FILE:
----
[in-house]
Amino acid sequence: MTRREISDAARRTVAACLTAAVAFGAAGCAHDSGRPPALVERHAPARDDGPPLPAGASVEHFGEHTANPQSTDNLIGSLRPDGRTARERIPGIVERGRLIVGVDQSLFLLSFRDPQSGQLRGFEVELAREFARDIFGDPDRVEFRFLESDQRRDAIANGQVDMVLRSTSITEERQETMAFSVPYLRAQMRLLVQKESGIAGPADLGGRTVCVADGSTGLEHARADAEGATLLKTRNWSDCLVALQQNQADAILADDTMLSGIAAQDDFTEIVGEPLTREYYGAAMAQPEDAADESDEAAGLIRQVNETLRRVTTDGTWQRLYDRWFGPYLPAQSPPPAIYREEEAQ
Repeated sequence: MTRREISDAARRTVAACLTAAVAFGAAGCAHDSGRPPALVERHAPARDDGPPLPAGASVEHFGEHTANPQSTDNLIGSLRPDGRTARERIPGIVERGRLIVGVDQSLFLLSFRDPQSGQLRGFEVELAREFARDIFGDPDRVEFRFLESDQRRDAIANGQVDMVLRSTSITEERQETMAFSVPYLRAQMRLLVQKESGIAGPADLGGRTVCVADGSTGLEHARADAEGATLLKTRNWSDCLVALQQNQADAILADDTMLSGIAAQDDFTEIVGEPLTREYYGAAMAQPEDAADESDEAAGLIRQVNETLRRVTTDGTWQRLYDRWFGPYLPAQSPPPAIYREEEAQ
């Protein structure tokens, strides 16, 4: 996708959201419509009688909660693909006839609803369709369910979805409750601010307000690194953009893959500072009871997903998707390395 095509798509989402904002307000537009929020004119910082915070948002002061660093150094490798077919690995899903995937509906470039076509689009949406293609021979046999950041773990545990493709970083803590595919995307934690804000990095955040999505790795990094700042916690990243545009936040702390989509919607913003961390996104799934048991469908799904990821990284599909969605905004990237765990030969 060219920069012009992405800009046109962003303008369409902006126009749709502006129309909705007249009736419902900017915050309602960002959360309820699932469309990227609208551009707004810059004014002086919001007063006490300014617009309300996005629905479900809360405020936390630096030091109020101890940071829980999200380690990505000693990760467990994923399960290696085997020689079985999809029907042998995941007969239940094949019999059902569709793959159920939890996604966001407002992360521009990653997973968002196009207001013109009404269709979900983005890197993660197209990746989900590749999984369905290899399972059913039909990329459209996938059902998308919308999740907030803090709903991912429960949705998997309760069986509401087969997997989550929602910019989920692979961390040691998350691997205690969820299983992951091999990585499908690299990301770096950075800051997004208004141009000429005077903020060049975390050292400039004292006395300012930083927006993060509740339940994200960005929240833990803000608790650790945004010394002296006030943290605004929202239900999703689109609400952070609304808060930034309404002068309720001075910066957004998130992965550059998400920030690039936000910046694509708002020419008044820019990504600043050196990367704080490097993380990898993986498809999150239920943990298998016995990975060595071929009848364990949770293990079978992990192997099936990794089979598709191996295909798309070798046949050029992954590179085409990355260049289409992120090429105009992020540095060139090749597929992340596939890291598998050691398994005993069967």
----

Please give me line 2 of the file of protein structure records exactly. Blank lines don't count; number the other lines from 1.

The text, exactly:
Amino acid sequence: MTRREISDAARRTVAACLTAAVAFGAAGCAHDSGRPPALVERHAPARDDGPPLPAGASVEHFGEHTANPQSTDNLIGSLRPDGRTARERIPGIVERGRLIVGVDQSLFLLSFRDPQSGQLRGFEVELAREFARDIFGDPDRVEFRFLESDQRRDAIANGQVDMVLRSTSITEERQETMAFSVPYLRAQMRLLVQKESGIAGPADLGGRTVCVADGSTGLEHARADAEGATLLKTRNWSDCLVALQQNQADAILADDTMLSGIAAQDDFTEIVGEPLTREYYGAAMAQPEDAADESDEAAGLIRQVNETLRRVTTDGTWQRLYDRWFGPYLPAQSPPPAIYREEEAQ